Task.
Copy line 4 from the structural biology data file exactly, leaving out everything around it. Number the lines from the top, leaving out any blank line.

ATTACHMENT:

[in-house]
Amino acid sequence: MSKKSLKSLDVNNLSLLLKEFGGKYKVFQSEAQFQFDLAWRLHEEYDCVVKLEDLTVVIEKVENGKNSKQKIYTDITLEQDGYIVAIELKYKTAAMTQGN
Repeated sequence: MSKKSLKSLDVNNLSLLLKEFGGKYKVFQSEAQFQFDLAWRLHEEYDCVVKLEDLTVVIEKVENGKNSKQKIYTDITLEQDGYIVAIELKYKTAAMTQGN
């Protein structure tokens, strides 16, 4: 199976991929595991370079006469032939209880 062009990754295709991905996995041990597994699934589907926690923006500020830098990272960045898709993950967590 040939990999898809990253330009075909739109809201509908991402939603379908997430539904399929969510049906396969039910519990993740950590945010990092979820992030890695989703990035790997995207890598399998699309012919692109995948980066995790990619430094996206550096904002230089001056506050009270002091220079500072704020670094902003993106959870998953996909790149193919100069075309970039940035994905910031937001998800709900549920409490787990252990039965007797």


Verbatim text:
């Protein structure tokens, strides 16, 4: 199976991929595991370079006469032939209880 062009990754295709991905996995041990597994699934589907926690923006500020830098990272960045898709993950967590 040939990999898809990253330009075909739109809201509908991402939603379908997430539904399929969510049906396969039910519990993740950590945010990092979820992030890695989703990035790997995207890598399998699309012919692109995948980066995790990619430094996206550096904002230089001056506050009270002091220079500072704020670094902003993106959870998953996909790149193919100069075309970039940035994905910031937001998800709900549920409490787990252990039965007797």